As the road opened, and we were doing about 110kph (65mph) in a zone of 60kph (35mph), the police officers started urging us to drive faster and faster, waving their arms in a rather bossy fashion — and we were only happy to comply. This happened in a train composed of two Gullwings, a Porsche 550 Spider, a 356 Speedster and three other cars I couldn’t easily identify, nor do I remember anything about, I was so busy concentrating on keeping this 44.6HP Double-Bubble part of the train. Needless to say, this was as much of a hair-brained idea as it was an absolute thrill — and the way the traffic assisted us and cheered us along showed just how deeply integrated the love of cars is in Italy. The fact that we overtook an ambulance that had its sirens on because its driver reached out the window and urged us to pass him (and gave us a thumbs-up as we blasted by with our roaring half-a-century-old cars) was well and truly over what I had ever dared to imagine. And when the night finally falls after a full day of driving full of such encounters, one turns onto some abandoned country roads chasing a 356 Speedster in an Abarth 750 — and that’s when, for a brief, passing moment, all is well in the world. Although Mille Miglia and all its crazy moments are a thing of the past, I can still play back just about every scenery and every overtake and situation in my mind like a movie – that’s how genuine this experience has been.
How Does A Watch Go With All This?
I chatted with Mille Miglia participants and learned that they, generally speaking, know and love their cars so much more than they do their watches — which is not the surprising part, at leastfor me. The intriguing element I wanted to unfold and understand a bit more is why they bothered buying and wearing a luxury watch, nevertheless. As I said, watch brands like to cozy up to car companies and car events, but only in a fraction of those cases is a genuine, noteworthy, and special watch born as a result — mostly because they are reduced to slapping a logo on something, as opposed to having their teams involved in helping the watch designers identify what truly matters to that audience that they are so desperately trying to reach.
With its Mille Miglia watches, Chopard first had to overcome the challenge any other brand faces when it designs a watch — as we can tell from the profound shortage of distinctive– and good-looking modern watches, this quite a challenge in itself. Add to this the issue of perseverance: Chopard had to keep standing by this race and, year after year, create a watch that inches closer to paying that much more genuine an homage to the cars and the spirit of the “Most Beautiful Race In The World” — “la corsa più bella del mondo,” as Enzo Ferrari called it.
Whether one fancies the different models in the Chopard Mille Miglia collection is down to personal preference — but I doubt their inoffensive looks and good proportions could be argued against. On a personal note, it is one of a handful of collections from which I can choose more than a few watches for myself because I like their designs. But that’s beside the point and so, to understand the lasting success of Mille Miglia watches, we have to return to the title of this article: “Chopard Mille Miglia Is Indeed A True Car-Lovers’ Watch.” Why? Because the primary purpose of a modern luxury watch in the eyes of non-watch-savvy people, I feel it is no stretch to say, is to conserve some great memories that its wearer holds precious, to help communicate something important about its wearer, and to be a legible watch of high enough quality so that even the non-watch-wearer can identify it as a luxury item (beyond its price).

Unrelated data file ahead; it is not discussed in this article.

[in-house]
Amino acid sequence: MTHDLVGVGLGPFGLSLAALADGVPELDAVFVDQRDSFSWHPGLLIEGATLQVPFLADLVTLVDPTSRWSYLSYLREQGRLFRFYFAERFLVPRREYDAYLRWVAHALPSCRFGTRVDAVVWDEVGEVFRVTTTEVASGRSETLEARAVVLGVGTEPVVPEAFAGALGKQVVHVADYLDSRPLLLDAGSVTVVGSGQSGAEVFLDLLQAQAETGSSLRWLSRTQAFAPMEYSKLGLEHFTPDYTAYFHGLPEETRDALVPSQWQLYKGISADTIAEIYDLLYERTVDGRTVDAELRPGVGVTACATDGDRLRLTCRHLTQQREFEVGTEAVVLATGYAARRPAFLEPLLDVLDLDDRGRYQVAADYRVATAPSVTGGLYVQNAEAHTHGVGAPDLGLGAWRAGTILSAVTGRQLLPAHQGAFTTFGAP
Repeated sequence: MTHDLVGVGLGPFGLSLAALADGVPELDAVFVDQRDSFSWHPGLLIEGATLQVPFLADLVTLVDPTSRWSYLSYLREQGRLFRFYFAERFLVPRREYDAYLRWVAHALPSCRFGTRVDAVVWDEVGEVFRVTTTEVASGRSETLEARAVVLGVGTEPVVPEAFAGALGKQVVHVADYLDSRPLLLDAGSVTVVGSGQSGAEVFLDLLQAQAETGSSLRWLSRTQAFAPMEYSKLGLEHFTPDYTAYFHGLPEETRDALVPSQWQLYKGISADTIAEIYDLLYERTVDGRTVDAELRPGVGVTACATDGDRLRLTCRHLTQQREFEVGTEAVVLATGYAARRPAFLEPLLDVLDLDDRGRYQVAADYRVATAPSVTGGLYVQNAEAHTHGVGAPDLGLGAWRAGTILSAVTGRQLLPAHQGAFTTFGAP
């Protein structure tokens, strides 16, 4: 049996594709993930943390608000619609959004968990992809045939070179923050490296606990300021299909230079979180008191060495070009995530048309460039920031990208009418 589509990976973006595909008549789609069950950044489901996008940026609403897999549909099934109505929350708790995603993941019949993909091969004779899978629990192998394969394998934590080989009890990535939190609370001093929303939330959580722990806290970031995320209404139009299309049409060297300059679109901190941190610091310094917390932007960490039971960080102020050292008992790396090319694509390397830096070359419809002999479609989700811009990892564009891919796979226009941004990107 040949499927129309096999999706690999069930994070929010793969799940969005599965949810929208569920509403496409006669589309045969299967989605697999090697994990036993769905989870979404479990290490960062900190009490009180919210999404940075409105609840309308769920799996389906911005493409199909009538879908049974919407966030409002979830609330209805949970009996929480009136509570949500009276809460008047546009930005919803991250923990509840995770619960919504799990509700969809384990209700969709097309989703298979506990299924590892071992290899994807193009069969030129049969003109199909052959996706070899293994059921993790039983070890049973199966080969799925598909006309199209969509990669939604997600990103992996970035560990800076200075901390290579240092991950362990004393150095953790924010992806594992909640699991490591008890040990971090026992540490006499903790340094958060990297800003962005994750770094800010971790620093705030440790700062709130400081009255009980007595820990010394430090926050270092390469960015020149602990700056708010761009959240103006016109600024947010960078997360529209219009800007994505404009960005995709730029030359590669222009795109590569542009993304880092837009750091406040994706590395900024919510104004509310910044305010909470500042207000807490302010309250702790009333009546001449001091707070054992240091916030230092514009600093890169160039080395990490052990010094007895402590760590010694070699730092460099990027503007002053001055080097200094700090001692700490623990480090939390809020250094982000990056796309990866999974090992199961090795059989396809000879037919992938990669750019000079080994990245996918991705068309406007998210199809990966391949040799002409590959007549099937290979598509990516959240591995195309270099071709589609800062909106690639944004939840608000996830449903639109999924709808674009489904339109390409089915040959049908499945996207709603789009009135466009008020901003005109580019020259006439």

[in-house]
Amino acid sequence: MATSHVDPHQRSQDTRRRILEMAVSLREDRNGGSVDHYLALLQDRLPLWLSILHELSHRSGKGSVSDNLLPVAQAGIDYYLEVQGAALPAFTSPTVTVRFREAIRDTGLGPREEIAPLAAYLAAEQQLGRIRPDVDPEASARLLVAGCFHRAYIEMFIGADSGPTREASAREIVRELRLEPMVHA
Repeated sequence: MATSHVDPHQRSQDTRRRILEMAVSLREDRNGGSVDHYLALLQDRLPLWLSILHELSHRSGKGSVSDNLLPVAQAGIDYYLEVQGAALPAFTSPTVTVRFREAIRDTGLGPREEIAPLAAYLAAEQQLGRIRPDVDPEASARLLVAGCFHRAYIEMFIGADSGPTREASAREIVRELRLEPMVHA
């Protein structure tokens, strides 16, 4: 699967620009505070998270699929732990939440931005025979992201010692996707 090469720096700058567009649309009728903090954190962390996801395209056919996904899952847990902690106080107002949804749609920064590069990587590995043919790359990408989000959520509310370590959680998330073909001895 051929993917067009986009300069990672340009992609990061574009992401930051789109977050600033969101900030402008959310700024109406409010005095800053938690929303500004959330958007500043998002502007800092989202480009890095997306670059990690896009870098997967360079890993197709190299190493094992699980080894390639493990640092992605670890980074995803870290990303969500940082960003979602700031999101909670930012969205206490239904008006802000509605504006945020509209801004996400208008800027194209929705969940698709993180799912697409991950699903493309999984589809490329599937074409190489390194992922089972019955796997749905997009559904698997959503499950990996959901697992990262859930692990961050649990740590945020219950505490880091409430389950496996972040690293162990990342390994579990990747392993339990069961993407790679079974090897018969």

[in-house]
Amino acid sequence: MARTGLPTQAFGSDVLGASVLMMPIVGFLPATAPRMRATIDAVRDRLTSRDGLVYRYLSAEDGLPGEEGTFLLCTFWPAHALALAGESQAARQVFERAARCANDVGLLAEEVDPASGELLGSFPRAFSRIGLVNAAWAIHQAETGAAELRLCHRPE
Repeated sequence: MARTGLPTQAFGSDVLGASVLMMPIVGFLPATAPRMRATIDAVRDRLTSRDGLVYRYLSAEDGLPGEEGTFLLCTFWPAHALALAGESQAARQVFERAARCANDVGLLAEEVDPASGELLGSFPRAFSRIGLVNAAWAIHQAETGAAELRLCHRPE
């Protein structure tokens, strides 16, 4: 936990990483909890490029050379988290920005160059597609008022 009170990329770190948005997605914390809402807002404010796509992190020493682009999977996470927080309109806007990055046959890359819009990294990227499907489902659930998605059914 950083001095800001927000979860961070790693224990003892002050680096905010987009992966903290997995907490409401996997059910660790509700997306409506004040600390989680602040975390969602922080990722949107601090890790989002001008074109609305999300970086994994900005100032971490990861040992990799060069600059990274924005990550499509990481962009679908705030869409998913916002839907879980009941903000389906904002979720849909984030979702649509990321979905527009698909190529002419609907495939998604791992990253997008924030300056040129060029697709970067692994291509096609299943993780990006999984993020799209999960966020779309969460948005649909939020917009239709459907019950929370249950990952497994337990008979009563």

The Chopard Mille Miglia collection is defined by inoffensive, yet distinctive, watches that, first of all, allow their owners to discreetly say to fellow enthusiasts: “Yes, I can tell a flat six from a straight six from a mile away.” As you wear such a watch, you are telling others that you are here for a reason and that you have, in some way, participated in and/or appreciated Mille Miglia and all that stands for.
Every Chopard Mille Miglia watch is dressed in those cute, minute details that mean so much to Mille Miglia participants. Looking at a caseback that says Brescia on it is absolutely meaningless to the majority of the luxury watch buying population — but it means a lot to those privileged who have driven the race, as well as to those car lovers who might not yet have been so fortunate but can identify with what Mille Miglia stands for. And that is not racing, not even speed — but you being among those tens of thousands of others who appreciate “the golden era” of motorcars, either by cheering for them at some point or another of the 1,000-mile stage, or those who have driven the Mille Miglia over the years. And so, these watches are among those few nicely made, yet competitively priced, luxury watches out there that stand not for a car brand, but for an event whose sole purpose is to celebrate and nurture old-school, proper, spirited driving.
I commend Chopard for having not yet messed up the Mille Miglia collection. It would be all too easy to turn it into a gaudy mess that tries to say more than it possibly could. A 30-odd millimeter-wide watch dial or caseback would never be able to tell the story of a thousand miles. But it can — and does — successfully evoke the best memories when the wait is at its longest until the next Mille Miglia. Visit chopard.com to learn more.